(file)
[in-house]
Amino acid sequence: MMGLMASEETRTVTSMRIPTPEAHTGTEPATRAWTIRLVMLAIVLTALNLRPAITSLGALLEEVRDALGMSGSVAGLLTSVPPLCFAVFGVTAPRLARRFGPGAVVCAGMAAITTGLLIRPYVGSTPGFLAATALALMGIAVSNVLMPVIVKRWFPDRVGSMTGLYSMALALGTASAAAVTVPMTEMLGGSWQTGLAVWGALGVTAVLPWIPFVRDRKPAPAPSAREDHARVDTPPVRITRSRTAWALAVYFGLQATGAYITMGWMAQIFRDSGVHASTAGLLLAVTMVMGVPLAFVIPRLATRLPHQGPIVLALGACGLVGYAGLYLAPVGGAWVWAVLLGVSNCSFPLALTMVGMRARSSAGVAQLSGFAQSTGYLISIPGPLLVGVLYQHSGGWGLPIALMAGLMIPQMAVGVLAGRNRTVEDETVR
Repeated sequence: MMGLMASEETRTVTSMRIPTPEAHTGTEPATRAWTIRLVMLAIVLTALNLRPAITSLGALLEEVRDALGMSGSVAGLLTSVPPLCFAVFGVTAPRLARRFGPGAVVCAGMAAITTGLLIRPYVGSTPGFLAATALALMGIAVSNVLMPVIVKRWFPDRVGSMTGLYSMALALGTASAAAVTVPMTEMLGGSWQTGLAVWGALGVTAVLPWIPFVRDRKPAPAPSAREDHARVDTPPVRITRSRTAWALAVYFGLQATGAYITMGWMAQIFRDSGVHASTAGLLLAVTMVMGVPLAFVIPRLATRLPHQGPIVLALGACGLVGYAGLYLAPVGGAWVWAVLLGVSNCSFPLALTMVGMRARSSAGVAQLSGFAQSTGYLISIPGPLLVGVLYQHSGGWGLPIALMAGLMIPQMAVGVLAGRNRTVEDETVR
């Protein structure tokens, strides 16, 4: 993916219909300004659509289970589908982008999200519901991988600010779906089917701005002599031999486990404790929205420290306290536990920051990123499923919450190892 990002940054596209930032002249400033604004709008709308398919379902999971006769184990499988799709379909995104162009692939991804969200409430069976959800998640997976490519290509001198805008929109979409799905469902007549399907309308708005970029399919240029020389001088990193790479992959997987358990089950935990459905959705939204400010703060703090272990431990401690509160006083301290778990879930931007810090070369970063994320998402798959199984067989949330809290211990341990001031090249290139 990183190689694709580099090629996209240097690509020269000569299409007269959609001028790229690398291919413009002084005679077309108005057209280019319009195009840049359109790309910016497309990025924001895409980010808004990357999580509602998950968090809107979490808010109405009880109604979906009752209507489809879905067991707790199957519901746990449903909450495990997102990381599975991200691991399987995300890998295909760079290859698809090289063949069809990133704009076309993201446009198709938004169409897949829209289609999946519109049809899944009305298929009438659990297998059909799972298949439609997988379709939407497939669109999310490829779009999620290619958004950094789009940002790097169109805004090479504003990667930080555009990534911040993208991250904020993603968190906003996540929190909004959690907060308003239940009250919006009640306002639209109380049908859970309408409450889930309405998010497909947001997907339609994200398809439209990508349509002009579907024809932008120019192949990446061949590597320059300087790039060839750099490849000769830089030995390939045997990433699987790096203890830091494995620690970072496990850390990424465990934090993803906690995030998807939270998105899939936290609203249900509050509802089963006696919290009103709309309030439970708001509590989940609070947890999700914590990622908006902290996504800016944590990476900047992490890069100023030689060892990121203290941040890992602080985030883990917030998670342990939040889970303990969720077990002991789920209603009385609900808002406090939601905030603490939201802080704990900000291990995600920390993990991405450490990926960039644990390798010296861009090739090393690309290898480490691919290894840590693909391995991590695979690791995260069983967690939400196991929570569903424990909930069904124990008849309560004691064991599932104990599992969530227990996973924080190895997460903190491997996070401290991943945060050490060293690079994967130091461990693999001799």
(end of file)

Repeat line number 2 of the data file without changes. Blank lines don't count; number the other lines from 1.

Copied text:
Amino acid sequence: MMGLMASEETRTVTSMRIPTPEAHTGTEPATRAWTIRLVMLAIVLTALNLRPAITSLGALLEEVRDALGMSGSVAGLLTSVPPLCFAVFGVTAPRLARRFGPGAVVCAGMAAITTGLLIRPYVGSTPGFLAATALALMGIAVSNVLMPVIVKRWFPDRVGSMTGLYSMALALGTASAAAVTVPMTEMLGGSWQTGLAVWGALGVTAVLPWIPFVRDRKPAPAPSAREDHARVDTPPVRITRSRTAWALAVYFGLQATGAYITMGWMAQIFRDSGVHASTAGLLLAVTMVMGVPLAFVIPRLATRLPHQGPIVLALGACGLVGYAGLYLAPVGGAWVWAVLLGVSNCSFPLALTMVGMRARSSAGVAQLSGFAQSTGYLISIPGPLLVGVLYQHSGGWGLPIALMAGLMIPQMAVGVLAGRNRTVEDETVR